Saturday, July 3, 2010
Non-fiction English in Sri Lanka
“A Cocktail in English” is a very interesting book written by Dr. Navamany Selvarajah. I met her when I went to
during the ‘happy hour’ when the Ranil Wickremasinghe government signed a peace accord with the LTTE, and we would travel along the A9 to Jaffna for the first time in many years. Jaffna
Dr. Selvarajah’s book was published in
in 2005 and she sent me a copy to be reviewed. I’m going to try and get a new edition published in Jaffna , but the first edition with all its typos and little foibles is a gem. Colombo
The author, who now lives in retirement in
, is a professor of zoology and former head of the Department of Zoology in the Jaffna . She has a B.Sc (Hons) from University of Jaffna and a M.Sc (Research) from Sri Lanka . Her book, however, is hardly academic, and that’s why I find it so interesting. Britain
As Dr. Selvarajah states in her preface, she was keen to promote the learning of English among the younger generation, as “the standard of English flopped dangerously.” The book is thus written in simple language but covers a fascinating variety of subjects. So many things are crammed into a little book with just 170 pages ( it was published in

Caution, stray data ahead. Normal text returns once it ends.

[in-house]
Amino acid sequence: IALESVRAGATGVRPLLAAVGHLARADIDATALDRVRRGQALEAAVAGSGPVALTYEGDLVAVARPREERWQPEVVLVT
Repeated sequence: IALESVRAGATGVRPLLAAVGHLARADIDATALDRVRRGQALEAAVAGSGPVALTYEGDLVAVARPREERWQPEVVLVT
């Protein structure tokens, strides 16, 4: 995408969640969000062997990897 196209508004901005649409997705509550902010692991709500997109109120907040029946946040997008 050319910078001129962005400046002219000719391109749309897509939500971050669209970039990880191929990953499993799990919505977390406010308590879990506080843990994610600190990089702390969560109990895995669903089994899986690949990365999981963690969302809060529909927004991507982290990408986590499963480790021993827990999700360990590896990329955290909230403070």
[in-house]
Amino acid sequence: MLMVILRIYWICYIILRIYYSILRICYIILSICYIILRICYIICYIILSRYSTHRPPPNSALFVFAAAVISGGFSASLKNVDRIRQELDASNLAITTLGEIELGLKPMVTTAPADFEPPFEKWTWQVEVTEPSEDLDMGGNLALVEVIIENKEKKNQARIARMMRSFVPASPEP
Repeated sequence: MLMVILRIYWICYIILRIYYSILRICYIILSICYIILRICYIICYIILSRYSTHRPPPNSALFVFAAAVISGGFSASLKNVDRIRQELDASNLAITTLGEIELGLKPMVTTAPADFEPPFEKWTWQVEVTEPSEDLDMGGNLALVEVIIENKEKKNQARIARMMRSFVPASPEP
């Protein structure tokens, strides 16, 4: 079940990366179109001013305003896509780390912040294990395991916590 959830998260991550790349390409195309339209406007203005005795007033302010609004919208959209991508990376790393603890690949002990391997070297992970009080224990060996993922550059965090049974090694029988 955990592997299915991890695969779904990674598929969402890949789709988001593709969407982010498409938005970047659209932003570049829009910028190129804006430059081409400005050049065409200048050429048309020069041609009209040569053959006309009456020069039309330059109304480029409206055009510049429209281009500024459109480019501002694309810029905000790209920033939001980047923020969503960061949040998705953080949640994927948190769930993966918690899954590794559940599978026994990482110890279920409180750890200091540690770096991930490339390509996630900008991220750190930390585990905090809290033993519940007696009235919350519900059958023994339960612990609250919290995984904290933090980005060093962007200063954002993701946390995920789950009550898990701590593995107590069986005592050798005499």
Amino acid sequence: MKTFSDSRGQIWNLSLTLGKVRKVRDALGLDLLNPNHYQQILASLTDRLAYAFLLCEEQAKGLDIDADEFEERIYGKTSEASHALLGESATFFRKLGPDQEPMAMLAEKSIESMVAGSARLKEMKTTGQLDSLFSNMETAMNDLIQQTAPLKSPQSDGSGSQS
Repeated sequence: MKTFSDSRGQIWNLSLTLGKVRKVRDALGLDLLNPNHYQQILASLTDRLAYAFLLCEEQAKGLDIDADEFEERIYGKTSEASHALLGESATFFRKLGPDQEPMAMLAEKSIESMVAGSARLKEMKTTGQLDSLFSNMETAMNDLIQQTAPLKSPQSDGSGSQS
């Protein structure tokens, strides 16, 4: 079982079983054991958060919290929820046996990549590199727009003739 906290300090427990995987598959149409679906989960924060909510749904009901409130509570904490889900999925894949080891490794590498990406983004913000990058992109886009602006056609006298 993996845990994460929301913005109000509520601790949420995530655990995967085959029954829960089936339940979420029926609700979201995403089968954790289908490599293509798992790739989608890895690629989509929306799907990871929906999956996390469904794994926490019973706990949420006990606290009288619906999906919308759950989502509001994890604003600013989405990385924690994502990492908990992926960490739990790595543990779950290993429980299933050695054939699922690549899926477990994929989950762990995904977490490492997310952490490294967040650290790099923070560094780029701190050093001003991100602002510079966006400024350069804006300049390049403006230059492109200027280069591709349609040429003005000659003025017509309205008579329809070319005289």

and the original price was only Rs. 100). Jaffna
The book may be small, but so much knowledge is crammed into it. You can see at once the sort of wide reading that is so hard to come by nowadays. She quotes Shakespeare, Shelley, Twain, Goethe, Plato, Ibid et al – and doesn’t forget to add a song by Jim Reeves! There are her own charming poems, and a very interesting chapter on birds, hardly surprising considering her background in zoology.
But this is no light romp over laughing matter. Jokes abound, but she writes seriously about her passage in her late thirties through mental illness, diagnosed as schizophrenia. She discusses this with a candour that is rare in Sri Lankan writing. Then there is her account of the Jaffna Exodus of 1995, a panicky flight to safety in the face of a military offensive.
Fascinating too, are the glimpses of
society of old – as recounted in “Memories of Sir Ponnampalam Ramanathan as told by my mother.” Such writing makes you aware that the author is one of the final links we have with a vanished culture. What a pity that this book didn’t run into many more pages! Jaffna